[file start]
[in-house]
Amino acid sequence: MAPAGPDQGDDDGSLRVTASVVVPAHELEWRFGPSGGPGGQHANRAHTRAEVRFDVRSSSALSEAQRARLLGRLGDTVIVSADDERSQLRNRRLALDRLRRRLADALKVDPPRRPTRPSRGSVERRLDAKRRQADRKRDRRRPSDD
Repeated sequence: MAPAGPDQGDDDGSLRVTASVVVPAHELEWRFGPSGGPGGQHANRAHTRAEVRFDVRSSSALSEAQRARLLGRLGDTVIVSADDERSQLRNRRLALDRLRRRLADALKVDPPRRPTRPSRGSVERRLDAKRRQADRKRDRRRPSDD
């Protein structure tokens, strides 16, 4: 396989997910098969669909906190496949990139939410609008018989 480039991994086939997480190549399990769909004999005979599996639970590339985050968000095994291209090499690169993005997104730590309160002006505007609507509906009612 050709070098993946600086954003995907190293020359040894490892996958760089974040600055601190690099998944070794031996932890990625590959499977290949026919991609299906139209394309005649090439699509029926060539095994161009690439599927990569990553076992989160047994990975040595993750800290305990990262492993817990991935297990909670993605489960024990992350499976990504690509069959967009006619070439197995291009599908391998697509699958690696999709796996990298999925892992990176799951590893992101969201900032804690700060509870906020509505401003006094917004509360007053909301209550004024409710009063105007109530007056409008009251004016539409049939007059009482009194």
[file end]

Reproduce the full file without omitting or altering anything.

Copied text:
[in-house]
Amino acid sequence: MAPAGPDQGDDDGSLRVTASVVVPAHELEWRFGPSGGPGGQHANRAHTRAEVRFDVRSSSALSEAQRARLLGRLGDTVIVSADDERSQLRNRRLALDRLRRRLADALKVDPPRRPTRPSRGSVERRLDAKRRQADRKRDRRRPSDD
Repeated sequence: MAPAGPDQGDDDGSLRVTASVVVPAHELEWRFGPSGGPGGQHANRAHTRAEVRFDVRSSSALSEAQRARLLGRLGDTVIVSADDERSQLRNRRLALDRLRRRLADALKVDPPRRPTRPSRGSVERRLDAKRRQADRKRDRRRPSDD
């Protein structure tokens, strides 16, 4: 396989997910098969669909906190496949990139939410609008018989 480039991994086939997480190549399990769909004999005979599996639970590339985050968000095994291209090499690169993005997104730590309160002006505007609507509906009612 050709070098993946600086954003995907190293020359040894490892996958760089974040600055601190690099998944070794031996932890990625590959499977290949026919991609299906139209394309005649090439699509029926060539095994161009690439599927990569990553076992989160047994990975040595993750800290305990990262492993817990991935297990909670993605489960024990992350499976990504690509069959967009006619070439197995291009599908391998697509699958690696999709796996990298999925892992990176799951590893992101969201900032804690700060509870906020509505401003006094917004509360007053909301209550004024409710009063105007109530007056409008009251004016539409049939007059009482009194």